Fundraising is a challenge for all NGOs, but especially for small and grassroots NGOs who may not have the expertise or capacity to write a great funding request. Many small NGOs think that small grants are few and far between, but research indicates otherwise. When we looked into US Foundation grants to Tanzanian NGOs, we found that nearly half of the grants provided were small (from $1,000-$10,000) with many of these grants going to small and grass roots NGOs. Many small NGOs are successful, so take this as an inspiration and try as well!
Here are some useful steps to set you on the right path.
Research the donors
Before you even begin to write a funding request you should do the necessary researchto find donors interested in NGOs like yourself.
- Do they fund NGOs in my country
- Do they fund the work we are you engaged in?
- Do they provide small grants
If you can answer yes to all three questions the donor is worth pursuing.
How do you research donors? Follow some of these tried and tested steps:
- Check the websites and annual reports of NGOs that work in the same country or region and are doing similar work, for their supporters and donors. Many will list their donors and this is a good place to start.
- Check databases and on-line directories.
- Do an-line search using your country and program area.
- Ask partners, colleagues, and current donors for suggestions.
Many donors who give small grants have a tested system in place through which they want to receive proposals. Make sure you check the website thoroughly. If the donor gives guidelines on how to get in contact and how to apply, follow these guidelines strictly. Watch out for deadlines and special requirements.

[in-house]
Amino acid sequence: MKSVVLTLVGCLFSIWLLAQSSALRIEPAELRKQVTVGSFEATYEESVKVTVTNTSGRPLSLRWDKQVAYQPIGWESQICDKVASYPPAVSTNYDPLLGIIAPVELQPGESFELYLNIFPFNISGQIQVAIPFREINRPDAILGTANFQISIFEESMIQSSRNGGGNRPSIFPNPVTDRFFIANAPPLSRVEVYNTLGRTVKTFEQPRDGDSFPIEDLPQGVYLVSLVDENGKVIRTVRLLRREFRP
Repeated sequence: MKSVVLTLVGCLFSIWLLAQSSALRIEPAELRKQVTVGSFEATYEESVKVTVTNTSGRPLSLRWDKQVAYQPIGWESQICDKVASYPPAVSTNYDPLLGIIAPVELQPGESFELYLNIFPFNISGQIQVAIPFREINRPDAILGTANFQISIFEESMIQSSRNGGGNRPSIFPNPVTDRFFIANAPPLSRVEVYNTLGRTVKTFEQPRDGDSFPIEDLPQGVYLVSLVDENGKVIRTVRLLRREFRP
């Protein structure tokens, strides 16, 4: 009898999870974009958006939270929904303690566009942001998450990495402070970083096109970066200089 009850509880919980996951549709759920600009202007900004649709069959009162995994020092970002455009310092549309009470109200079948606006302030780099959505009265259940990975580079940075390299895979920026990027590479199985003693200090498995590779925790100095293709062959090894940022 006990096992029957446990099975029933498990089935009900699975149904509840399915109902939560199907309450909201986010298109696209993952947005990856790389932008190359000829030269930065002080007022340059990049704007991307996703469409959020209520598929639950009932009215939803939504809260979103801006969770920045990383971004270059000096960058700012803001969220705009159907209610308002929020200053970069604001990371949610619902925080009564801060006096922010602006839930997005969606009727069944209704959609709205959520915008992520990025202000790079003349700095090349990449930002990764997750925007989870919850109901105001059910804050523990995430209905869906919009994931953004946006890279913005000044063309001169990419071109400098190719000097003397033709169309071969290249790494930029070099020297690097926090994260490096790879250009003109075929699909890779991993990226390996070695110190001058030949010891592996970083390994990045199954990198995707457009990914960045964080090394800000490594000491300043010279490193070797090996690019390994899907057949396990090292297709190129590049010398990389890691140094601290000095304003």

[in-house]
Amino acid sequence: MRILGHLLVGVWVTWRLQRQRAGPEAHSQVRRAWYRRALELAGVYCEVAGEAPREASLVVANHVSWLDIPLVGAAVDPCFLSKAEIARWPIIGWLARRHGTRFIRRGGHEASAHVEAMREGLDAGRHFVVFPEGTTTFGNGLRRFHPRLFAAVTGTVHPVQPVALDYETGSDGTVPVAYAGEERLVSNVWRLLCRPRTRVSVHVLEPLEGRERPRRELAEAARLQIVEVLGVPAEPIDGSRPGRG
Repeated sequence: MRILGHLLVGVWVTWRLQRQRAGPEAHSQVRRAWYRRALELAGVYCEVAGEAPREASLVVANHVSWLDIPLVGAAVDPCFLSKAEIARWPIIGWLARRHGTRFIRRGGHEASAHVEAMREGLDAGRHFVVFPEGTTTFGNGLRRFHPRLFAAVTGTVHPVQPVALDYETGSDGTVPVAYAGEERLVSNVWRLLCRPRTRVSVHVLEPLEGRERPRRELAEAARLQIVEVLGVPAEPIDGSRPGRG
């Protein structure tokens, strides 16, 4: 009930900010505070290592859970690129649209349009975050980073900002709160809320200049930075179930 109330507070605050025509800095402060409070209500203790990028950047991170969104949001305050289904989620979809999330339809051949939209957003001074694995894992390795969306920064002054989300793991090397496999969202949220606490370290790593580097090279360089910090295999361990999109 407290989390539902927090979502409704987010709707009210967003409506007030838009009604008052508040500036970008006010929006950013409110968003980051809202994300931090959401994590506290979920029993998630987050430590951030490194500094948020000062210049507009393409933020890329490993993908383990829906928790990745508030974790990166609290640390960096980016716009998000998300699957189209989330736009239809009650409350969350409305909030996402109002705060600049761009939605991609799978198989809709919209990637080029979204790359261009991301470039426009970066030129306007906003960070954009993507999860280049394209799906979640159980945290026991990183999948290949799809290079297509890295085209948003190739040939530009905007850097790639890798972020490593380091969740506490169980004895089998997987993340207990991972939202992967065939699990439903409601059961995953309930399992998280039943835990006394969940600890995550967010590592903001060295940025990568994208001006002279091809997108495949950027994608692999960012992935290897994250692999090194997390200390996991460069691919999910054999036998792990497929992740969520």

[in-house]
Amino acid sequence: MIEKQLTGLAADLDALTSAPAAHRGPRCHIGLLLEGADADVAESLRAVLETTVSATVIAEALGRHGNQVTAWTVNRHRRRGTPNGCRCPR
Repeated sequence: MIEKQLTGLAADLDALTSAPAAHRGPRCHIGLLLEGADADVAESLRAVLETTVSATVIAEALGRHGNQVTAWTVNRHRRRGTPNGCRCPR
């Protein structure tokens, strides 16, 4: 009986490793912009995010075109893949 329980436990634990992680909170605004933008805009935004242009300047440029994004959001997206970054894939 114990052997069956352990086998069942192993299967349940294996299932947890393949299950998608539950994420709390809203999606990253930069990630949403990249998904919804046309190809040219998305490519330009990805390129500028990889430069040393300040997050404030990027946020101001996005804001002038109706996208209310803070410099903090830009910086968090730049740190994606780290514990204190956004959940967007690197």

Connect with the donors before sending a request letter
If you are not sure in which form the donor would like to receive funding requests, a request letter is a good solution. But before sending the funding request letter, start reaching out to the donors via email and phone/Skype. Ask for an in-person or virtual meeting. Be persistent. When you connect ask them about their priorities. Explain how your program can help them solve the problem they want to solve. Ask whether you can send them a short outline of a program they might be interested in.
Top tips to develop a great request letter
Once the donor has expressed an interest, or if the donor does not respond – you are ready to submit the request letter. What are the main points you should keep in mind for a great letter?
- Include your contact information
- Keep it short. One to two pages is best.
- Keep it to the point. Don’t add content that is not relevant.
- Check your spelling. Nothing ends up in the trash bin quicker than a request letter full of spelling mistakes.
- Check grammar. Have other read and edit your request letter.
- Follow the instructions given by the donor, if any, carefully.
- Follow a proper outline: For example:
- Contact info
- Background & Justification
- Total budget
Follow up and persist
Many donors receive thousands of funding requests each year and can only provide funding to a small number of NGOs. You will often receive a “no” from a donor, but don’t give up too quickly. Be persistent and keep trying. If you follow the tips outlined above, at some point you will find the right donor for your organization and be successful.
Do you want to learn more about request letters and see a great example? Check this article with a sample of a request letter: Everything you need to know about Letters of Inquiry (request letters) – with Sample
Do you need more information about Small Grants? Check this article: 5 Tips for Small Grant Applications